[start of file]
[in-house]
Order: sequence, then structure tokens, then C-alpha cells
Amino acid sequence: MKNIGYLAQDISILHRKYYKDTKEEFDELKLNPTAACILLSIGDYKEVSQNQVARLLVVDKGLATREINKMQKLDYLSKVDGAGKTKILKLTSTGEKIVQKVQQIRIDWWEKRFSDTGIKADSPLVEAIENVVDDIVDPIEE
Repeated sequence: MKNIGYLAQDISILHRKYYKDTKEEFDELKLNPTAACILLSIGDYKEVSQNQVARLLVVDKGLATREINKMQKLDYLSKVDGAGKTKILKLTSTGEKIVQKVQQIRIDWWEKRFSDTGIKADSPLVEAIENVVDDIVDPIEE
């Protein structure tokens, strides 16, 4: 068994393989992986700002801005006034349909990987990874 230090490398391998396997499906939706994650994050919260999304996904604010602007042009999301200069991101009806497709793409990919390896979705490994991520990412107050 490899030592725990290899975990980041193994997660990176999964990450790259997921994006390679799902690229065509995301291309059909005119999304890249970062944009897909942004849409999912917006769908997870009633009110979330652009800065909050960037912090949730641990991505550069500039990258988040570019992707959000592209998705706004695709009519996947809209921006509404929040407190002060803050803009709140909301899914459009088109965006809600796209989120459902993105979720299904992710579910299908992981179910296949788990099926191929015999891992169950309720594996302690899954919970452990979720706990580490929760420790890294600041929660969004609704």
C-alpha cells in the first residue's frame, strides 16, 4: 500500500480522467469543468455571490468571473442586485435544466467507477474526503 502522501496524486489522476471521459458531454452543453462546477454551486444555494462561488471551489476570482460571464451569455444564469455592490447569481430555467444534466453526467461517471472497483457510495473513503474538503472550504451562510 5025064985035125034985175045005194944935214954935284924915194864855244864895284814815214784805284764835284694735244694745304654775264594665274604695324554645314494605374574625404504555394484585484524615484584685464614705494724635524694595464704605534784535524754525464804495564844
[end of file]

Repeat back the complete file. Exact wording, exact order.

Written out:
[in-house]
Order: sequence, then structure tokens, then C-alpha cells
Amino acid sequence: MKNIGYLAQDISILHRKYYKDTKEEFDELKLNPTAACILLSIGDYKEVSQNQVARLLVVDKGLATREINKMQKLDYLSKVDGAGKTKILKLTSTGEKIVQKVQQIRIDWWEKRFSDTGIKADSPLVEAIENVVDDIVDPIEE
Repeated sequence: MKNIGYLAQDISILHRKYYKDTKEEFDELKLNPTAACILLSIGDYKEVSQNQVARLLVVDKGLATREINKMQKLDYLSKVDGAGKTKILKLTSTGEKIVQKVQQIRIDWWEKRFSDTGIKADSPLVEAIENVVDDIVDPIEE
């Protein structure tokens, strides 16, 4: 068994393989992986700002801005006034349909990987990874 230090490398391998396997499906939706994650994050919260999304996904604010602007042009999301200069991101009806497709793409990919390896979705490994991520990412107050 490899030592725990290899975990980041193994997660990176999964990450790259997921994006390679799902690229065509995301291309059909005119999304890249970062944009897909942004849409999912917006769908997870009633009110979330652009800065909050960037912090949730641990991505550069500039990258988040570019992707959000592209998705706004695709009519996947809209921006509404929040407190002060803050803009709140909301899914459009088109965006809600796209989120459902993105979720299904992710579910299908992981179910296949788990099926191929015999891992169950309720594996302690899954919970452990979720706990580490929760420790890294600041929660969004609704």
C-alpha cells in the first residue's frame, strides 16, 4: 500500500480522467469543468455571490468571473442586485435544466467507477474526503 502522501496524486489522476471521459458531454452543453462546477454551486444555494462561488471551489476570482460571464451569455444564469455592490447569481430555467444534466453526467461517471472497483457510495473513503474538503472550504451562510 5025064985035125034985175045005194944935214954935284924915194864855244864895284814815214784805284764835284694735244694745304654775264594665274604695324554645314494605374574625404504555394484585484524615484584685464614705494724635524694595464704605534784535524754525464804495564844